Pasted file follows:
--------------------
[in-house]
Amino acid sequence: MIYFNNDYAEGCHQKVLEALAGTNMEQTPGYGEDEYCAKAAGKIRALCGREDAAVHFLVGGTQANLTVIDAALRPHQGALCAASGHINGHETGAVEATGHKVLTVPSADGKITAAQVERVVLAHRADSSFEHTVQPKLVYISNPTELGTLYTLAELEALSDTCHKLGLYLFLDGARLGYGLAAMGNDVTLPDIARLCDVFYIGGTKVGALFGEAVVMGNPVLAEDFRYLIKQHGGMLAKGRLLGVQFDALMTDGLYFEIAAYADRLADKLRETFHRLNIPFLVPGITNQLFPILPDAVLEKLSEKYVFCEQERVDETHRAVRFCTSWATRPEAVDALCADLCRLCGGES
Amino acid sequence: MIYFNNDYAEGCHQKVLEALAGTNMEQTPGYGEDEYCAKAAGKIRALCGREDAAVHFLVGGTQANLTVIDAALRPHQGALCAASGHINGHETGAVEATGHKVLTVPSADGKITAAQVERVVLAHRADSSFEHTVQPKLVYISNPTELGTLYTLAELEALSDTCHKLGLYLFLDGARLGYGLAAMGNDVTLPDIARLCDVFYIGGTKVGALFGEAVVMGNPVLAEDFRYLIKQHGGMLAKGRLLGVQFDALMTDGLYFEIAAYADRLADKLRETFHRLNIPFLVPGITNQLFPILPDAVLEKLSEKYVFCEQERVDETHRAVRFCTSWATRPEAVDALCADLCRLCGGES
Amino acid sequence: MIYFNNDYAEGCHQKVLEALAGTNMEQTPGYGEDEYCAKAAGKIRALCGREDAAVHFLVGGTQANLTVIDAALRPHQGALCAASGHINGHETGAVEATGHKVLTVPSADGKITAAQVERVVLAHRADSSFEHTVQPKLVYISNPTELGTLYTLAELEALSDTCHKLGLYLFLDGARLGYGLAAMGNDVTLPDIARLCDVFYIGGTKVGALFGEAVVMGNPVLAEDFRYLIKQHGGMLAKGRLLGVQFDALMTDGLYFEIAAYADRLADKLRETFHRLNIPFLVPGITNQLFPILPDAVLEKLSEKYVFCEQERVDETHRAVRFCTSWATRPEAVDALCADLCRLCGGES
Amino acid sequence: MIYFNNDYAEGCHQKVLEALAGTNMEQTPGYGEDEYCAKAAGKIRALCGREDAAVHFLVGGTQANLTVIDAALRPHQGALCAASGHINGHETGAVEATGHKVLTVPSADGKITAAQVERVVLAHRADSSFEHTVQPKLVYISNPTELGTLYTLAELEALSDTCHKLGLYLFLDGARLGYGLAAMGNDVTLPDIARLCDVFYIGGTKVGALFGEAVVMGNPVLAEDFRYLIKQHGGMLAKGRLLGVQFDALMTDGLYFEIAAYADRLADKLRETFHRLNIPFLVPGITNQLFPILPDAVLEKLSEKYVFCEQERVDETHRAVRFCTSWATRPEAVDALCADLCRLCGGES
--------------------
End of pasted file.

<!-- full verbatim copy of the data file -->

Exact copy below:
[in-house]
Amino acid sequence: MIYFNNDYAEGCHQKVLEALAGTNMEQTPGYGEDEYCAKAAGKIRALCGREDAAVHFLVGGTQANLTVIDAALRPHQGALCAASGHINGHETGAVEATGHKVLTVPSADGKITAAQVERVVLAHRADSSFEHTVQPKLVYISNPTELGTLYTLAELEALSDTCHKLGLYLFLDGARLGYGLAAMGNDVTLPDIARLCDVFYIGGTKVGALFGEAVVMGNPVLAEDFRYLIKQHGGMLAKGRLLGVQFDALMTDGLYFEIAAYADRLADKLRETFHRLNIPFLVPGITNQLFPILPDAVLEKLSEKYVFCEQERVDETHRAVRFCTSWATRPEAVDALCADLCRLCGGES
Amino acid sequence: MIYFNNDYAEGCHQKVLEALAGTNMEQTPGYGEDEYCAKAAGKIRALCGREDAAVHFLVGGTQANLTVIDAALRPHQGALCAASGHINGHETGAVEATGHKVLTVPSADGKITAAQVERVVLAHRADSSFEHTVQPKLVYISNPTELGTLYTLAELEALSDTCHKLGLYLFLDGARLGYGLAAMGNDVTLPDIARLCDVFYIGGTKVGALFGEAVVMGNPVLAEDFRYLIKQHGGMLAKGRLLGVQFDALMTDGLYFEIAAYADRLADKLRETFHRLNIPFLVPGITNQLFPILPDAVLEKLSEKYVFCEQERVDETHRAVRFCTSWATRPEAVDALCADLCRLCGGES
Amino acid sequence: MIYFNNDYAEGCHQKVLEALAGTNMEQTPGYGEDEYCAKAAGKIRALCGREDAAVHFLVGGTQANLTVIDAALRPHQGALCAASGHINGHETGAVEATGHKVLTVPSADGKITAAQVERVVLAHRADSSFEHTVQPKLVYISNPTELGTLYTLAELEALSDTCHKLGLYLFLDGARLGYGLAAMGNDVTLPDIARLCDVFYIGGTKVGALFGEAVVMGNPVLAEDFRYLIKQHGGMLAKGRLLGVQFDALMTDGLYFEIAAYADRLADKLRETFHRLNIPFLVPGITNQLFPILPDAVLEKLSEKYVFCEQERVDETHRAVRFCTSWATRPEAVDALCADLCRLCGGES
Amino acid sequence: MIYFNNDYAEGCHQKVLEALAGTNMEQTPGYGEDEYCAKAAGKIRALCGREDAAVHFLVGGTQANLTVIDAALRPHQGALCAASGHINGHETGAVEATGHKVLTVPSADGKITAAQVERVVLAHRADSSFEHTVQPKLVYISNPTELGTLYTLAELEALSDTCHKLGLYLFLDGARLGYGLAAMGNDVTLPDIARLCDVFYIGGTKVGALFGEAVVMGNPVLAEDFRYLIKQHGGMLAKGRLLGVQFDALMTDGLYFEIAAYADRLADKLRETFHRLNIPFLVPGITNQLFPILPDAVLEKLSEKYVFCEQERVDETHRAVRFCTSWATRPEAVDALCADLCRLCGGES